Unnatural disaster: Methamphetamine violence and crime
A family of seven that I knew was on vacation and traveling by car. A semi tractor and trailer came up behind them at a high rate of speed and he wasn’t slowing down. He bore down upon their station wagon. There was no way that the driver of that semi couldn’t have seen the children in the back of that vehicle.
The terrified family was forced to speed through a very dangerous stretch of winding Ontario highway that had been built through the rocky terrain. An accident there was usually bad. The driver finally managed to find a way to egress the highway and got his family out of harms way.
Some years later, I had an opportunity to listen to a former trucker who told me about how he used to carry an attache case full of pills, mostly speed that kept him awake and hurtling down the highway.
As I listened to him, I thought of the family who had almost been run off the highway. It all made sense. That driver had to have been high to do what he did to them.
Fast forward again, a person I know is murdered. I worked with him through an organization where I was his sponsor and helped to guide him. The last time we spoke, he was going back to school. I never heard from him after that and thought it was because he was busy with school and a new chapter in his life. This was not an uncommon event when sponsoring people.
I read the regional news one day and there was a sentencing report briefly noted. For some reason, I thought of my sponsee and ran a search on his name.
Around sixteen months earlier, he had been murdered by a couple of meth heads. Because of how I knew him and the anonymity involved, no one knew to call me. I read the account of his death and cried for days.
He had survived a beating as a youth that left him near dead and with permanent disability. He was brain injured. One side of his body was severely impaired. He walked with a pronounced limp.
He was also determined to be better. He was known by his smile and positive nature. What he survived as a youth didn’t beat the goodness out of him.
He lived independently in a rooming house. He opened his door that day because he still trusted the world.
His teacher had to call the police and tell them that the body they found was of a disabled man. He had been beaten so badly that they couldn’t recognize his condition prior to the attack. A male and a female inflicted those injuries.
I remember biker crank in the 60’s. We used to shake our heads at the fools who used that garbage. We called them “tweakers.”
Today, meth has become the new “zombie apocalypse.”
Heroin addicts will try to steal your purse. One of my aunts was accosted and beaten about the head in Vancouver, BC by a couple of heroin addicts, but not so severely that she couldn’t gain control the situation and tell them, “I will give you some money, but you may not have my hand bag.”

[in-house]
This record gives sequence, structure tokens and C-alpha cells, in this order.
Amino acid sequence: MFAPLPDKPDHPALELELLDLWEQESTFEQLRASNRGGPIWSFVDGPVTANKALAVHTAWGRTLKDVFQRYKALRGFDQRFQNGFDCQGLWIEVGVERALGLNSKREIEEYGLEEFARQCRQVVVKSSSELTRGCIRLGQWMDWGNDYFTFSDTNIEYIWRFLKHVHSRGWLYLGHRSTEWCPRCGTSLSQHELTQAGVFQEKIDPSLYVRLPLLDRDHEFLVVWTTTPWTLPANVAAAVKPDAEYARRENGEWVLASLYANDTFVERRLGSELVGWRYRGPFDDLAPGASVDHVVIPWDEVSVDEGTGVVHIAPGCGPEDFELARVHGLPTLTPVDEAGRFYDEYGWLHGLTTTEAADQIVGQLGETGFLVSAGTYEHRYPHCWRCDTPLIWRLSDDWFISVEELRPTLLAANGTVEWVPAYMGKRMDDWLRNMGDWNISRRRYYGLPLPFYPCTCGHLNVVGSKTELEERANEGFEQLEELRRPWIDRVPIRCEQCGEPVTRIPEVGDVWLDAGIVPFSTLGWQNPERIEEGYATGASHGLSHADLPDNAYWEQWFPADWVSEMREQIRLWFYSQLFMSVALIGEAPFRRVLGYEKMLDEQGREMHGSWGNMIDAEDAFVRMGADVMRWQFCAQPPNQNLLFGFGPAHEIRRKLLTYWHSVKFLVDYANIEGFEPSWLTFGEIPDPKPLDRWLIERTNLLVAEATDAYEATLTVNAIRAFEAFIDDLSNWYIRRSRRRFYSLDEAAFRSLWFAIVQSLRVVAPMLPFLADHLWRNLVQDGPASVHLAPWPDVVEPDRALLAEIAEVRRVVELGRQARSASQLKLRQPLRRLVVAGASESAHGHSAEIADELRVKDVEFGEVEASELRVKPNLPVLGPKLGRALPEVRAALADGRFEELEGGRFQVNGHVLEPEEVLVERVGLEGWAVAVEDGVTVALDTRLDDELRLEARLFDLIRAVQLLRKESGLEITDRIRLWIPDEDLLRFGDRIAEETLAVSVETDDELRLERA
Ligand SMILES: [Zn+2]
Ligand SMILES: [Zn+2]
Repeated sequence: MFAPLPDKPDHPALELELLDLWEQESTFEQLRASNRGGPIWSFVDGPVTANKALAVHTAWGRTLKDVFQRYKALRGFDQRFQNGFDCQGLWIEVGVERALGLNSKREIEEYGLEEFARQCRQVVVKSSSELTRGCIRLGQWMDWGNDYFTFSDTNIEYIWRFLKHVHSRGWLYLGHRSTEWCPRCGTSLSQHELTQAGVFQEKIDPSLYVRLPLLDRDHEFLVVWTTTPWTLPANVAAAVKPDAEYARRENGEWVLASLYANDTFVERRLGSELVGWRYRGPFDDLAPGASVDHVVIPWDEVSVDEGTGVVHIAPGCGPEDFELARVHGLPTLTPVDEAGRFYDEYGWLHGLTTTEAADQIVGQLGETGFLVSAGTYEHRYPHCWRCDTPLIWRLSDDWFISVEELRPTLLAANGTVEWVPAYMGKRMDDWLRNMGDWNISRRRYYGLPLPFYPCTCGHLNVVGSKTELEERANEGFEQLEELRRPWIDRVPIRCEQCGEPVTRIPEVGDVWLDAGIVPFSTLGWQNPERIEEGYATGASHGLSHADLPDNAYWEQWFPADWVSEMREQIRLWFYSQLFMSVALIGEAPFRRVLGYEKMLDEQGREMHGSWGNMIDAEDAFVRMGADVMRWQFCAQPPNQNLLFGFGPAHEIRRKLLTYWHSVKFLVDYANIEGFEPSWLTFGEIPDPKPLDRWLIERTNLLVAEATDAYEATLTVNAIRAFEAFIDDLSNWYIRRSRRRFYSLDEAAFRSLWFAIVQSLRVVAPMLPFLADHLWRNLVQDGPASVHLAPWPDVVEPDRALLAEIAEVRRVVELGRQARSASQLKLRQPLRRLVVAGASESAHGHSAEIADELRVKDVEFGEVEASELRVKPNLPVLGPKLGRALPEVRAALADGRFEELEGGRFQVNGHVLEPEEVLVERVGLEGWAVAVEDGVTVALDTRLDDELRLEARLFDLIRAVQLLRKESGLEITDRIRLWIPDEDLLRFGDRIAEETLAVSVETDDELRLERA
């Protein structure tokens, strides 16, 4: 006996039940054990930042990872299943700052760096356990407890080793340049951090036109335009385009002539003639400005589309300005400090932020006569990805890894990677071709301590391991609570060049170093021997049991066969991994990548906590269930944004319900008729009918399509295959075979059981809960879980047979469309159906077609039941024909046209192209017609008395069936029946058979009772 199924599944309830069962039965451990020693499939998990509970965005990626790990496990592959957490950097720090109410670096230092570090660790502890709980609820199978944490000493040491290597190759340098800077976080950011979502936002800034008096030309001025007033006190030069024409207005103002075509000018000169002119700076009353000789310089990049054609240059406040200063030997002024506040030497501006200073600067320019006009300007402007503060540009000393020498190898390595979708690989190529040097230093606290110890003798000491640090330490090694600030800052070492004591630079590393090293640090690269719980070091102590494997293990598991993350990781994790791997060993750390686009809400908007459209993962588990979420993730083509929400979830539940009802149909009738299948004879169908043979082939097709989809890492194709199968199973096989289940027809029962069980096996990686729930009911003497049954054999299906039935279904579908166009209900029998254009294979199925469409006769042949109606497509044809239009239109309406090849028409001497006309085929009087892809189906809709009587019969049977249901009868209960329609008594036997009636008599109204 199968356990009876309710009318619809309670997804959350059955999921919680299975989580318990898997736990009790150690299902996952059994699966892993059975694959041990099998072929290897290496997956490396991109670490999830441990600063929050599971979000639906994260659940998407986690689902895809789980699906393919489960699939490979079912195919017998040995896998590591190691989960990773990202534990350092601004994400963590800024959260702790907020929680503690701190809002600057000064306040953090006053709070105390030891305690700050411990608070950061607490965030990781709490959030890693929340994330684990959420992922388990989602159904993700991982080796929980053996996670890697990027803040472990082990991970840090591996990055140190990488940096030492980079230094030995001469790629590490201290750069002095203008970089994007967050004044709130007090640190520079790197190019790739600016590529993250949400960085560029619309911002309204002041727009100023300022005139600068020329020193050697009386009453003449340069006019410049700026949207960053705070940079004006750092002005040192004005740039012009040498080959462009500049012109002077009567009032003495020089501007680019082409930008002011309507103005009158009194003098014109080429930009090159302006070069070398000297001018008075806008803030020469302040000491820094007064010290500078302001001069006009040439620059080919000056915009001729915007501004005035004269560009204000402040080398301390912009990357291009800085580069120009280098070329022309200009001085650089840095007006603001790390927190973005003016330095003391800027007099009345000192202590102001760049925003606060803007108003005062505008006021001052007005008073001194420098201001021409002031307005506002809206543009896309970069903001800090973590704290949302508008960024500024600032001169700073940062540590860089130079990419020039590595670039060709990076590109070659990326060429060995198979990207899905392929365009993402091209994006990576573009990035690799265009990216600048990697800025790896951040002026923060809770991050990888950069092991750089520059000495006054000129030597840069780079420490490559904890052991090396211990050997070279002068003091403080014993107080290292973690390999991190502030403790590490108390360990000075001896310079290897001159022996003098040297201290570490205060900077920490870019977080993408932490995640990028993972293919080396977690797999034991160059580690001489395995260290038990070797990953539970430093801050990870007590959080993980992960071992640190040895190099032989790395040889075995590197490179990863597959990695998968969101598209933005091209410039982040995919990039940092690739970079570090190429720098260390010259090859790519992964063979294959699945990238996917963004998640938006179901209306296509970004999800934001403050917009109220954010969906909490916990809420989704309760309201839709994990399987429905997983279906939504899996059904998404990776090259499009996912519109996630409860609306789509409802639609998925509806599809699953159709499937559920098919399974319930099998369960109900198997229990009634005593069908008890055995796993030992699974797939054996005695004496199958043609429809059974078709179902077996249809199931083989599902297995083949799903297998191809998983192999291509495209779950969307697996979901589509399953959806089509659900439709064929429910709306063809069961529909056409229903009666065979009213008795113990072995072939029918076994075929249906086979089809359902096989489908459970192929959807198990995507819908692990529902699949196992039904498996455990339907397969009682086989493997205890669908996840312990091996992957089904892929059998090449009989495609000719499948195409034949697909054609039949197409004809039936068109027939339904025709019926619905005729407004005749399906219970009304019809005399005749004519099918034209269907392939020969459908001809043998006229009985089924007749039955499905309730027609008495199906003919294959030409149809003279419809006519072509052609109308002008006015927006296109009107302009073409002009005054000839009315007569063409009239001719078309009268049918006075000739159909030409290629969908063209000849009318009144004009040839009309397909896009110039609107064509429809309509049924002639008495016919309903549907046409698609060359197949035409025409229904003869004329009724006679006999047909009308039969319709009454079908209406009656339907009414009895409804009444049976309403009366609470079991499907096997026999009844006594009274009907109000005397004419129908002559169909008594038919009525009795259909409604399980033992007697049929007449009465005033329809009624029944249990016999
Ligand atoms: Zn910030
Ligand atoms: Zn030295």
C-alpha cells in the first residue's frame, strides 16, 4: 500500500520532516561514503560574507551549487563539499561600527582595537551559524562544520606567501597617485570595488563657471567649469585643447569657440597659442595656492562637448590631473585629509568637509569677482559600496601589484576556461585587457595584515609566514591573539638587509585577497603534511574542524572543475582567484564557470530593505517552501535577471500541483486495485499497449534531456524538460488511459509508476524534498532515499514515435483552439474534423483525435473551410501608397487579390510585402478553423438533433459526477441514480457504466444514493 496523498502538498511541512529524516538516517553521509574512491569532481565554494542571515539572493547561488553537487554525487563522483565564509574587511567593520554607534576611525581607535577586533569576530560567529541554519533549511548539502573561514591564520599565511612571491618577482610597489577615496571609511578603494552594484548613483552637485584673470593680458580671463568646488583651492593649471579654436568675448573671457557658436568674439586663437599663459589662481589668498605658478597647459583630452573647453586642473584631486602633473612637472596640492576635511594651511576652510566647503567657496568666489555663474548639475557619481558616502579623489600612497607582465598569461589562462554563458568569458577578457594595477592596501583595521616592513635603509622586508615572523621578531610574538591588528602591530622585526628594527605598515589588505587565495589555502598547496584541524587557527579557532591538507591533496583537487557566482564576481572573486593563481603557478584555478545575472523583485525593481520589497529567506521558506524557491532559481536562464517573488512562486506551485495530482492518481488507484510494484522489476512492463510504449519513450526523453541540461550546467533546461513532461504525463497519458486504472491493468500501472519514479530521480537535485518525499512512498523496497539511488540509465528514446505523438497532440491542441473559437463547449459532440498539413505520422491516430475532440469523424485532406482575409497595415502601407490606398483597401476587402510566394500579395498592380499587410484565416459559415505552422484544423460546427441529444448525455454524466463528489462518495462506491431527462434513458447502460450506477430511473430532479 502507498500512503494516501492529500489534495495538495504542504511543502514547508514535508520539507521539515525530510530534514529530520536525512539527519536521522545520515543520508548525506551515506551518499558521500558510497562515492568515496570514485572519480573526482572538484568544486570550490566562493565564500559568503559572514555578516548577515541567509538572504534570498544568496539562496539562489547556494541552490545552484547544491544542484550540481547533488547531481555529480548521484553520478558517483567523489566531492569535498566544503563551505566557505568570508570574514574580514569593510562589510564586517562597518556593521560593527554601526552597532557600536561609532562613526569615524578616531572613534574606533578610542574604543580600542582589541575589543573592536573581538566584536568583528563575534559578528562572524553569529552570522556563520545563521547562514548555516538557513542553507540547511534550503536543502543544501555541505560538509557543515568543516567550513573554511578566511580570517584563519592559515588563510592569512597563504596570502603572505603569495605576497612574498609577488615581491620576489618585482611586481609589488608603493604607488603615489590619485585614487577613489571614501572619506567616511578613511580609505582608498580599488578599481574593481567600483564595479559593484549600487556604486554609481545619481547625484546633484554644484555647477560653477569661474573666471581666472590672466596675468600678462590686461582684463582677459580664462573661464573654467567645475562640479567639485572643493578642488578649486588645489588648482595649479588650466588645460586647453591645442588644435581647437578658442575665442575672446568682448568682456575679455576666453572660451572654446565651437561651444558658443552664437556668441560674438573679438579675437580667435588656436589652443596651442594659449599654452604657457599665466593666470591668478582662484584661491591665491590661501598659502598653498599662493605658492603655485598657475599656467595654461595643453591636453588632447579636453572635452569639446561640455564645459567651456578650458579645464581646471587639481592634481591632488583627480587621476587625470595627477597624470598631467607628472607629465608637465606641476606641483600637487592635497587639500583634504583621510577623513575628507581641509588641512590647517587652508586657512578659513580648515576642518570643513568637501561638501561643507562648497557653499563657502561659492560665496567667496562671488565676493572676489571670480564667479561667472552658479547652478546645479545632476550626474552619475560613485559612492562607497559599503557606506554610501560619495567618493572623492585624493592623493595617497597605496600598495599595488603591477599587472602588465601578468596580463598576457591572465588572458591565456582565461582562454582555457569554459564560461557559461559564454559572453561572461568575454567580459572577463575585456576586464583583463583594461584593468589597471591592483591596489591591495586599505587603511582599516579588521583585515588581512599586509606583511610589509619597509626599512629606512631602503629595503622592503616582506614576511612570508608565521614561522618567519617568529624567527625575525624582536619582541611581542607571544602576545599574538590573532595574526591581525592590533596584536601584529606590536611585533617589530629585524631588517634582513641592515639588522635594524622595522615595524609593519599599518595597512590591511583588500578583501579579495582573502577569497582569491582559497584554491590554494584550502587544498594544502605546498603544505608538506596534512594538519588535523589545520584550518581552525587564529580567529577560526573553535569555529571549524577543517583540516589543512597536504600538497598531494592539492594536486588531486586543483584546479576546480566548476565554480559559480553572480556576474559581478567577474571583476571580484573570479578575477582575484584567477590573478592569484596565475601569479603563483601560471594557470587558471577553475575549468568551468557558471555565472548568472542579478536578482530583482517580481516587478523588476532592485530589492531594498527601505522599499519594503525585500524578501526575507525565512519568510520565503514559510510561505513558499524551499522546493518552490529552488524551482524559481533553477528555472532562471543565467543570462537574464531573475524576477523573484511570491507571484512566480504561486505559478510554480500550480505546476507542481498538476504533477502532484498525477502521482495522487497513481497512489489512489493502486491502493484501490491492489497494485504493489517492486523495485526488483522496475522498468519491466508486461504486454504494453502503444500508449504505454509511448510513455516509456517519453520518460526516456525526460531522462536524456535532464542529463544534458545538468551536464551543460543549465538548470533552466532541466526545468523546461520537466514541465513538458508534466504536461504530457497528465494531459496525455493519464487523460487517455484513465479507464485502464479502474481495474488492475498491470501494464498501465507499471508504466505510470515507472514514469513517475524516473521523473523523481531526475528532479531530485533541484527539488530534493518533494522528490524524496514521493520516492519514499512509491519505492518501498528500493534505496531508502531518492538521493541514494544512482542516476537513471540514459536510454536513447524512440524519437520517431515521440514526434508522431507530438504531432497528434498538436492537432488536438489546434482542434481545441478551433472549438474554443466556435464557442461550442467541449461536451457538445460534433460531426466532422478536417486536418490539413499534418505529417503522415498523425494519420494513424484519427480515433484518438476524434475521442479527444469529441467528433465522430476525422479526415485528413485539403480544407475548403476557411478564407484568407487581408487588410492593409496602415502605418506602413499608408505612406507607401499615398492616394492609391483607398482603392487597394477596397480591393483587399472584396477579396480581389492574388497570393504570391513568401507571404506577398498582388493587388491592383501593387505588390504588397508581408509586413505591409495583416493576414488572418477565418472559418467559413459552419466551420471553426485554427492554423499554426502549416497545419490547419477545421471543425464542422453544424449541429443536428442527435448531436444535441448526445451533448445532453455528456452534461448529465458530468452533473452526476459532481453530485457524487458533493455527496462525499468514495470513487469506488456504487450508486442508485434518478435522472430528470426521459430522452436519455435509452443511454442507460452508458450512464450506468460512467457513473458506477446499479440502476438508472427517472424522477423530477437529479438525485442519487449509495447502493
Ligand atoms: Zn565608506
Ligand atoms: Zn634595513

This is not the case with meth users. There was a case in Winnipeg MB where a man was abducted off the street at 9:00 p.m., held and tortured for twelve hours. He managed to escape the house where he was being held when his kidnappers left him alone in order to raid his bank account using his information.
There is an extreme level of violence associated with meth use.
Meth users will attack you because they are in a state of psychoses. Their thoughts and emotions have become so impaired that they have lost touch with reality.
Psychosis is characterized by hallucinations and paranoia. This state of mind can be present in paranoid schizophrenia. However, a meth psychosis co-occurs with meth usage and usually abates once the user is withdrawn off the drug. That process can take hours or up to a week, unless there are other underlying conditions involved that have been triggered by the meth usage.
Meth users can become psychotic if they have used a lot of meth or if they are in a withdrawal stage and just about anything in between. They are unstable and unpredictable. There is no way for any of us to know when a meth user is going to break with reality and become psychotic.
As with other reasons for being prepared, I wanted to stay prepared and safe in view of this new threat and that meant educating myself about the threat.
To do that, I first wanted to understand why meth use had become popular again. I read a six-part series in The Oregonian which was a very thorough investigative report on the methamphetamine crisis.
I reviewed Faces of Meth which was started by a member of the Multnomah Country Sheriffs’ office so that I could recognize the physical characteristics of meth users.
I read medical information on how meth affects people so that I could recognize a meth addict faster.
There is not one singular demographic that applies. Meth users can be educated, young or old and from any walk of life.
A person in a meth induced state of psychosis can speak rapidly and ramble from one topic to the next. Their conversation may be very hard to follow. They may be restless, agitated and very jumpy.
They may be up for days and then crash hard. When they are coming down off a meth binge, meth users can be particularly dangerous.